mediation; sides remain far apart; more strikers cross picket lines sp.
BOTH SIDES IN the Detroit newspapers strike remained hunkered down for a long fight after briefly emerging to negotiate under the aegis of a federal mediator.
As the strike lengthened into its seventh week, these were major developments:
? Separate talks aimed at restarting stalled negotiations were held Aug. 17 between the newspapers, their agency and six striking unions.
Little progress was reported in the talks between the newspapers and the two Newspaper Guild locals ? and talks with the Teamsters served only to show the sides are growing further apart.
The Detroit Newspaper Agency (DNA), which runs production and business operations of Gannett Co.'s Detroit News and Knight-Ridder Inc.'s Detroit Free Press, announced that because of the anticipated long-term effects of the strike, it would need to cut even more Teamster jobs in mailroom and circulation operations.
? The National Labor Relations Board's Region 7 office in Detroit issued an unfair labor practice complaint against the DNA and said the joint operating agency unlawfully reneged on an agreement to bargain economic issues with all six unions as a group.
Striking unions said the NLRB complaint bolstered their argument that since they are engaged in a strike brought on by management's unfair labor practice, they cannot lose their jobs to permanent replacements.
By itself, however, the single complaint is not enough to trigger that finding by the NLRB. For its part, the DNA said the complaint was unjustified.
"We believe that at all times we bargained properly with the unions," said DNA chief executive Frank Vega.
? The Detroit Free Press ordered its Guild-represented newsroom employees to return to work by Aug. 11 or face permanent replacement ? and many obeyed.
At the Free Press, 117 of 265 employees who went out on strike were back on the job by Aug. 24, said Susie Ellwood, the DNA's vice president of market development.
At the News, 71 former or current Guild members crossed the picket line, Ellwood said. Some 190 newsroom workers were unionized when the strike began.
Both papers have so far hired only a few replacement journalists, but they have advertised widely for replacements.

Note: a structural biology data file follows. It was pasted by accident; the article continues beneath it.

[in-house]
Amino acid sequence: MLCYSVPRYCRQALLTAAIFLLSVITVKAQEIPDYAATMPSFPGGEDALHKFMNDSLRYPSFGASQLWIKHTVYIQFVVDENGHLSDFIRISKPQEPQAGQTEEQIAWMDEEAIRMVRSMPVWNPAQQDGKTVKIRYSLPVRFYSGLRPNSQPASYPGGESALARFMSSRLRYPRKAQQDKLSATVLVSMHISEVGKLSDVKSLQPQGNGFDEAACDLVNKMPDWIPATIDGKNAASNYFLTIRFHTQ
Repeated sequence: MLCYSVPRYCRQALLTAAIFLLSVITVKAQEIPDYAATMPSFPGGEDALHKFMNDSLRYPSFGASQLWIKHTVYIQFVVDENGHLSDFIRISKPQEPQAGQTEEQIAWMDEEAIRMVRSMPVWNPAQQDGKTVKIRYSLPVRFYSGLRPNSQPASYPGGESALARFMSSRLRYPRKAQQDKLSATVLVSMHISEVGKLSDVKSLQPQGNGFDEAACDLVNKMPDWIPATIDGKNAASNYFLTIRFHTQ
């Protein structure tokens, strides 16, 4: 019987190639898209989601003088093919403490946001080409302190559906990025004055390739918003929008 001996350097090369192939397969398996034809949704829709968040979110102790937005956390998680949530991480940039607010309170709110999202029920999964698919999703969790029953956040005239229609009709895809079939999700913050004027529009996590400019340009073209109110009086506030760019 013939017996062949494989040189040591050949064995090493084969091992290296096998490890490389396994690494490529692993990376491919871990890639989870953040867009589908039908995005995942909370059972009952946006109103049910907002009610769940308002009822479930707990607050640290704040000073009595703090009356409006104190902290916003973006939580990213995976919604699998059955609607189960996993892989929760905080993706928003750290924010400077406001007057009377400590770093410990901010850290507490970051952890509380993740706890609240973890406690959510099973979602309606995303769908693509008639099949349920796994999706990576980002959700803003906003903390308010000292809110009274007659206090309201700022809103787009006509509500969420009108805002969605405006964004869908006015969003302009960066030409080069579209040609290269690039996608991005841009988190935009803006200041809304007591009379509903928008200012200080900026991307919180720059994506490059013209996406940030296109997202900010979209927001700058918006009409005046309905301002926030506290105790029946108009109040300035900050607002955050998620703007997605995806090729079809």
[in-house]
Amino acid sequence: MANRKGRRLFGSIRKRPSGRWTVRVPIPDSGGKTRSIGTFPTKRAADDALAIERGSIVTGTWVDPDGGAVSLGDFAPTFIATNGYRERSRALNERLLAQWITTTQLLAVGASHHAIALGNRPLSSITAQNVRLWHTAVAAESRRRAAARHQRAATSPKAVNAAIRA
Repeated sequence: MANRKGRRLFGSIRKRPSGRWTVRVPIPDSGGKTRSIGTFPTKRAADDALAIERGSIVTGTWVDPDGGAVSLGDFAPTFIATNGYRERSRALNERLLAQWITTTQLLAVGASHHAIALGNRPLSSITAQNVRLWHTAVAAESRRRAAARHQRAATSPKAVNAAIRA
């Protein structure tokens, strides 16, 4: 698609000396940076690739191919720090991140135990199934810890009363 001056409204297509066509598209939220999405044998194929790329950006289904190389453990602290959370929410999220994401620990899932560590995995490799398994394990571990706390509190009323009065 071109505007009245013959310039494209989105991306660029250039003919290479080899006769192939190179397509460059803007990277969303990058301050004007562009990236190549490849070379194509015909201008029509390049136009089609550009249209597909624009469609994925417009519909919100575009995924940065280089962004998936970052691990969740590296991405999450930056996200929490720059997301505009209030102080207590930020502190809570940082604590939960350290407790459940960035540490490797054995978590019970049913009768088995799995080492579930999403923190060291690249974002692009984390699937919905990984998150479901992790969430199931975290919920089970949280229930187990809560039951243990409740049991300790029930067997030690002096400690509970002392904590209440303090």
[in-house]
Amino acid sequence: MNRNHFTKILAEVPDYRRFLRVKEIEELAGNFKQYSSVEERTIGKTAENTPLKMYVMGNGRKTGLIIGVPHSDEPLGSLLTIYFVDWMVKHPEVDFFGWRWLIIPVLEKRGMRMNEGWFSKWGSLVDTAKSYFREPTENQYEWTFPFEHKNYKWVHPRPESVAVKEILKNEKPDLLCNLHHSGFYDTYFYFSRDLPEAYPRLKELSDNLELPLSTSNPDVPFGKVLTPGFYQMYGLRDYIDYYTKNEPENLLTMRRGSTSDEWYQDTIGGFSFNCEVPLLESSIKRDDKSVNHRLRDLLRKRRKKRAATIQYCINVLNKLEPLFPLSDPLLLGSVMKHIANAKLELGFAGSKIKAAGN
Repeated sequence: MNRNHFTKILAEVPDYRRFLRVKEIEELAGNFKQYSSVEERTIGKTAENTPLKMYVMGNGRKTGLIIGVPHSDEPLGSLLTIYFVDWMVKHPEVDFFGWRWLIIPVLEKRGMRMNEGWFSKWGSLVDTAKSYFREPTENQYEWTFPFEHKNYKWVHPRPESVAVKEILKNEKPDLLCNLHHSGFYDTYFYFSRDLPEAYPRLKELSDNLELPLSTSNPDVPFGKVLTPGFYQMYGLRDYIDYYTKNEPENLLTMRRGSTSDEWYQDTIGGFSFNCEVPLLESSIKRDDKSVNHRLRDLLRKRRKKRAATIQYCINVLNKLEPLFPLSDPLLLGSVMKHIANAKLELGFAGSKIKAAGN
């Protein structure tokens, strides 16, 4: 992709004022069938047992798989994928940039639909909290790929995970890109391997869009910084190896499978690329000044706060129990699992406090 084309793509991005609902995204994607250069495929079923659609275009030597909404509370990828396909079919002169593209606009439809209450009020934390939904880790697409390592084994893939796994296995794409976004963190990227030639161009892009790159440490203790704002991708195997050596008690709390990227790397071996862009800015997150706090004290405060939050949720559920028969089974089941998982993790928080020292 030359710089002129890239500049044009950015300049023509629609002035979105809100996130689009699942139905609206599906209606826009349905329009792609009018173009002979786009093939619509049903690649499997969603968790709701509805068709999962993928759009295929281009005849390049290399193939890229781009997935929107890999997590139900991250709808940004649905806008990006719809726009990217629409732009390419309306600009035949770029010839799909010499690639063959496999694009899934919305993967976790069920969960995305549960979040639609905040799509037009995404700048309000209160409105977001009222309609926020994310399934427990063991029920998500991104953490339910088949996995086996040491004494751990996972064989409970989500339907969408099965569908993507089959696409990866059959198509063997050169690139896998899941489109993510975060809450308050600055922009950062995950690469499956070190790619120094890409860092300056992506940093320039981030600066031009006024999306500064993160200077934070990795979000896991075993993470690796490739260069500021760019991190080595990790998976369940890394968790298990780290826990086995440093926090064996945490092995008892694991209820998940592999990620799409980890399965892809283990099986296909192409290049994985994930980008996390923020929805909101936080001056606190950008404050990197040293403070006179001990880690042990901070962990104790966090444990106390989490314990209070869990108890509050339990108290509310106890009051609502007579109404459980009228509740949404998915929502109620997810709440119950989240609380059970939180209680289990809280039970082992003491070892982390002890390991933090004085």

? Some 98 production workers have crossed the picket lines, Ellwood said. At the start of the strike, there were about 2,000 unionized production workers.
About 800 replacement workers have been hired, Ellwood said.
? Editorially, the strike edition, combining the News and Free Press seven days a week, began to look more and more like a normal combined Saturday or Sunday edition.
Many familiar columnists have returned and, in contrast to the first weeks of the strike, the labor dispute itself is no longer constant front-page news.
? Advertisers, however, are still not coming back to the paper in the way management officials had predicted.
Some are concerned about circulation levels while others are heeding advertising boycotts being conducted by union locals ? and several major international unions.
For instance, the United Auto Workers is asking its Michigan locals to urge members not to patronize auto dealerships that "advertise in the scab newspapers."
? Sporadic episodes of minor violence continued. Strikers were arrested in an incident at the Sterling Heights production plant. A driver's personal vehicle was firebombed. And tires were punctured on delivery trucks.
?( An injured demonstrator uses his shirt to dab blood off himself after being hit in the head during a clash Aug. 19 between police and strike supporters at the Detroit Newspapers production plant in Sterling Heights, Mich. Several strikers were arrested and several more were injured.) [Photo & Caption]
By: Mark Fitzgerald Striking unions and management restart talks under federal